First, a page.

That Extra Piece of Birthday Cake May Not Be As Harmless As You Think

This morning, the CDC published an article in JAMA on the declining rates of childhood obesity. Obesity rates in children between the ages of 2 and 5 have decreased by 43% in the past decade, they say. It’s hard to make sense of this number without understanding the epidemic, the people it affects, and how it affects the country as a while. What can we do to help? First, know the...

Everything You Need to Know About the Latest Research on Stem Cells

As life begins, we are a single cell, full of potential to become any cell of the body. Our cell divides, the first of a countless number of replications as we approach a steady state of cell growth and cell death around 40 trillion cells. During this process, our cells lose their potential, committing to play a more specific role in the body, and with each commitment, it is believed that the cells enter a path of no return. These high potential cells are called stem cells and there is a great interest among medical researchers in their ability to produce multiple cell types. Studying them can help us understand more about how our body develops and how mistakes in this development process can manifest in negative outcomes. They also may be used in regenerative medicine to replace damaged tissue or eventually produce whole organs. While most of our cells commit to a role, some remain in the high potential state to act as the body’s repair system. To study them, we can isolate them from bone marrow, adipose tissue, and blood, their three most accessible sites in adults. They can also come from an embryo, but this method is highly controversial and sparks debate over when life truly begins. In vitro, cells can also be induced to have this high potential through introduction of genes that are expressed...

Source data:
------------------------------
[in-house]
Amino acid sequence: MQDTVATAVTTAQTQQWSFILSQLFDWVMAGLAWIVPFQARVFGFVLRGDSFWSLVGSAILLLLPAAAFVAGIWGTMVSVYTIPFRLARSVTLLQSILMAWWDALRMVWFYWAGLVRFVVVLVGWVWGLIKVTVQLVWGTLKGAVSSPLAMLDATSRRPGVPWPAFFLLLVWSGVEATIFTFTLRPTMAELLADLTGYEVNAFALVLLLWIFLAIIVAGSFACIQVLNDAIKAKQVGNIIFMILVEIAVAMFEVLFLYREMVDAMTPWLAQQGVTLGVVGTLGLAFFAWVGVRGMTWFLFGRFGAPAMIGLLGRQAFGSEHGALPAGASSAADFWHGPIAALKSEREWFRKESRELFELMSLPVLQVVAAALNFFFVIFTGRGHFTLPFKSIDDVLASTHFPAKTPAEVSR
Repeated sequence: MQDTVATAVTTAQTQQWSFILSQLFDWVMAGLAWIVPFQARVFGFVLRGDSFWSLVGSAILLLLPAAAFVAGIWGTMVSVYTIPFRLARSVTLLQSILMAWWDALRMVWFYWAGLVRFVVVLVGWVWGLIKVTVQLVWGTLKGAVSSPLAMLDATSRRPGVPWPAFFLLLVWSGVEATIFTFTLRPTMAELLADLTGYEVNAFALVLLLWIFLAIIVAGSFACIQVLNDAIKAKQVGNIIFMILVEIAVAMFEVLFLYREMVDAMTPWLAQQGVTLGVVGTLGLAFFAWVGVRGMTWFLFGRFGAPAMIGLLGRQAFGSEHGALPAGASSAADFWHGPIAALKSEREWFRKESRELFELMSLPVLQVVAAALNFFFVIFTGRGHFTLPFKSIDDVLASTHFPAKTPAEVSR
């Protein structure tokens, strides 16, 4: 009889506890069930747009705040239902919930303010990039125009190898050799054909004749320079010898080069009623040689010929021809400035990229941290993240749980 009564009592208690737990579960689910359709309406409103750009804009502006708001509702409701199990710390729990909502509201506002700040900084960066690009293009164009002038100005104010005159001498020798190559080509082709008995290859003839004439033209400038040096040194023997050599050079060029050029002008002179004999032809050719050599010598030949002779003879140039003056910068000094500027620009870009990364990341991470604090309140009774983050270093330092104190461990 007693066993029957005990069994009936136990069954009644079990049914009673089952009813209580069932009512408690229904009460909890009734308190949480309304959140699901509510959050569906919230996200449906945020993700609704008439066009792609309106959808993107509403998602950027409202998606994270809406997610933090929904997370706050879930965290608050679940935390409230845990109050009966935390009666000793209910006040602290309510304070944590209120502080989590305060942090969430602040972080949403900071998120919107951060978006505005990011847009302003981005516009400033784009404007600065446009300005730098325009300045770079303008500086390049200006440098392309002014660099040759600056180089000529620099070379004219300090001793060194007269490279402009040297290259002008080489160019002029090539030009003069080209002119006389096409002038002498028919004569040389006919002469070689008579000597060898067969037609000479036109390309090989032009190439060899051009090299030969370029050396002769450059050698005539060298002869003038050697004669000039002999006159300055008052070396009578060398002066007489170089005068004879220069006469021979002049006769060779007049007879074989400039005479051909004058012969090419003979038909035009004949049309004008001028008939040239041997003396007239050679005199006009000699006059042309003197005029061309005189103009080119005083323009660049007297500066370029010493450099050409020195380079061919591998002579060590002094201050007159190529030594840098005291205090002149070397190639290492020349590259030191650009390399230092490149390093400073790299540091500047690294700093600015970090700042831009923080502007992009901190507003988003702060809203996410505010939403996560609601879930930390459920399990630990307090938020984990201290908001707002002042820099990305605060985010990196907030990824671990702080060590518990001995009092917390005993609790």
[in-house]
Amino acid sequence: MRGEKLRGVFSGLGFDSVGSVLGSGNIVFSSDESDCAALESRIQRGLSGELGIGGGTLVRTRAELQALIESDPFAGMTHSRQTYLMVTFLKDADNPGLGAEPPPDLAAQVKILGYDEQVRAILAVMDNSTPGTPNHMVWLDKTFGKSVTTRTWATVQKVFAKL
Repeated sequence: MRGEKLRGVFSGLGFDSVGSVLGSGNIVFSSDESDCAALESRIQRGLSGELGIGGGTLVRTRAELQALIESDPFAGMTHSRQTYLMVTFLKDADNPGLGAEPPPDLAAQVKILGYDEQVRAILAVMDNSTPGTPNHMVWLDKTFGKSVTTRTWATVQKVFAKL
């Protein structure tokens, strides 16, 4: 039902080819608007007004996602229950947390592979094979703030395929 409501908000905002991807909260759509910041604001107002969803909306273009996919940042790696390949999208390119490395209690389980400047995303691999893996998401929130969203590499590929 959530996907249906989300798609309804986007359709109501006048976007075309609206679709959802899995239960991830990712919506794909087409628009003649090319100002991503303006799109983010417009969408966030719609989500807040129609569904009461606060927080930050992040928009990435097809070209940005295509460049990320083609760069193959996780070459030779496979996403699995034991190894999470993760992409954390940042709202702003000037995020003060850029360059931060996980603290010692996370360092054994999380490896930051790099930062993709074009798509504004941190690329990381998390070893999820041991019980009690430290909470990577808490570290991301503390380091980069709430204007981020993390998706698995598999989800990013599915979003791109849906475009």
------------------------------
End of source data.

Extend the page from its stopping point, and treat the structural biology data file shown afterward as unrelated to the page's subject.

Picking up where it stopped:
Are Zombie Doctors Taking Over America?

They might be. But here’s how your boy ZDogg is fighting...

10 Non-Academic Books For Med Students (That You Won’t Have Time To Read)

If you have ever time to read for fun again, you might want to throw these on your night table! Feel free to add YOUR favorites in the comments or tweet them us @almostdocs 1. The House of God, Samuel Shem, M.D. Think your internship is bad? Think again.   2. Cutting for Stone, Abraham Verghese Conjoined twins, separated, grow up surrounded by medical professionals, have many feels.    3. Still Alice, Lisa Genova Brilliant Harvard Professor gets early-onset Alzheimer’s. Plot twist: she’s telling the story in first person narration.   4. Harvest, Tess Gerritsen Bad doctors. Bad, bad, bad doctors. 5. Midwives, Chris Bohjalian So, is this midwife a murderer or…   6. One Flew Over The Cuckoos Nest, Ken Kasey Psychiatry rotation, eh?  Ya already know how this one ends.   7.  Turn Of Mind, Alice LaPlante I know there’s already one unreliable doc-with-Alzheimer’s narrator on this list but this one’s a murder mystery!   8. Healer, Carol Cassella Medicine and a gripping love story? Lemme at it.   9. Going Bovine, Libba Bray Okay, it’s YA Fiction but the girl has Mad Cow Disease!   10. The Emperor of Maladies, Siddhartha Mukherjee Okay, this one is serious and practically a textbook but if you’re a med student and you haven’t read it yet, it’s the definitive “biography” of cancer so,  you know: make...